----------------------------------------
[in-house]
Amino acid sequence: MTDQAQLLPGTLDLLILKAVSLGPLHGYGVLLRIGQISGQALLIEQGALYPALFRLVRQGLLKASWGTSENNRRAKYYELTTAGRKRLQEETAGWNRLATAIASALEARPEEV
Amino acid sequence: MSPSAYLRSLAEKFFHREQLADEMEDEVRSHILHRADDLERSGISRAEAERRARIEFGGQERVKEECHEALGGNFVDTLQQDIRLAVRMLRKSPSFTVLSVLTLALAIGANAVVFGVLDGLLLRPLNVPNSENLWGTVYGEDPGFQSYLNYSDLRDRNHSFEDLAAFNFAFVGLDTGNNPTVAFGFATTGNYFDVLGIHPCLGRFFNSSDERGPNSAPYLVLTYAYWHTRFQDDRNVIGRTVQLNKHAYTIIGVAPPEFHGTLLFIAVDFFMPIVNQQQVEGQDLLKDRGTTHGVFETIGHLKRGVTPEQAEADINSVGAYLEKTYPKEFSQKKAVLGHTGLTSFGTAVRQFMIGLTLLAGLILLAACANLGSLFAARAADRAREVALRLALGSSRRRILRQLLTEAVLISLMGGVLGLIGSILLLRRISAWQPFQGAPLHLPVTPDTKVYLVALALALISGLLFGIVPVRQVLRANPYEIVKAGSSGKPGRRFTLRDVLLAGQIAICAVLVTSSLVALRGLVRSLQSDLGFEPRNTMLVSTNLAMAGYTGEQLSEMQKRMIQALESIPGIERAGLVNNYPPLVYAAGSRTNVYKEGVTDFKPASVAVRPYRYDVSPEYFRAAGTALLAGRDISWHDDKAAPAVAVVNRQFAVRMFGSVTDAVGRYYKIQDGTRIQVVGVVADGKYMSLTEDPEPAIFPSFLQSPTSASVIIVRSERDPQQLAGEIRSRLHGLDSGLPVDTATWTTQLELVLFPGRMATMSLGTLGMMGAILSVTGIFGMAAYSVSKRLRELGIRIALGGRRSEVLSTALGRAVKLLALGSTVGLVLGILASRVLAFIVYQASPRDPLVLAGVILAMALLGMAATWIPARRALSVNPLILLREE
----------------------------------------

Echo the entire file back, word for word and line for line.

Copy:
[in-house]
Amino acid sequence: MTDQAQLLPGTLDLLILKAVSLGPLHGYGVLLRIGQISGQALLIEQGALYPALFRLVRQGLLKASWGTSENNRRAKYYELTTAGRKRLQEETAGWNRLATAIASALEARPEEV
Amino acid sequence: MSPSAYLRSLAEKFFHREQLADEMEDEVRSHILHRADDLERSGISRAEAERRARIEFGGQERVKEECHEALGGNFVDTLQQDIRLAVRMLRKSPSFTVLSVLTLALAIGANAVVFGVLDGLLLRPLNVPNSENLWGTVYGEDPGFQSYLNYSDLRDRNHSFEDLAAFNFAFVGLDTGNNPTVAFGFATTGNYFDVLGIHPCLGRFFNSSDERGPNSAPYLVLTYAYWHTRFQDDRNVIGRTVQLNKHAYTIIGVAPPEFHGTLLFIAVDFFMPIVNQQQVEGQDLLKDRGTTHGVFETIGHLKRGVTPEQAEADINSVGAYLEKTYPKEFSQKKAVLGHTGLTSFGTAVRQFMIGLTLLAGLILLAACANLGSLFAARAADRAREVALRLALGSSRRRILRQLLTEAVLISLMGGVLGLIGSILLLRRISAWQPFQGAPLHLPVTPDTKVYLVALALALISGLLFGIVPVRQVLRANPYEIVKAGSSGKPGRRFTLRDVLLAGQIAICAVLVTSSLVALRGLVRSLQSDLGFEPRNTMLVSTNLAMAGYTGEQLSEMQKRMIQALESIPGIERAGLVNNYPPLVYAAGSRTNVYKEGVTDFKPASVAVRPYRYDVSPEYFRAAGTALLAGRDISWHDDKAAPAVAVVNRQFAVRMFGSVTDAVGRYYKIQDGTRIQVVGVVADGKYMSLTEDPEPAIFPSFLQSPTSASVIIVRSERDPQQLAGEIRSRLHGLDSGLPVDTATWTTQLELVLFPGRMATMSLGTLGMMGAILSVTGIFGMAAYSVSKRLRELGIRIALGGRRSEVLSTALGRAVKLLALGSTVGLVLGILASRVLAFIVYQASPRDPLVLAGVILAMALLGMAATWIPARRALSVNPLILLREE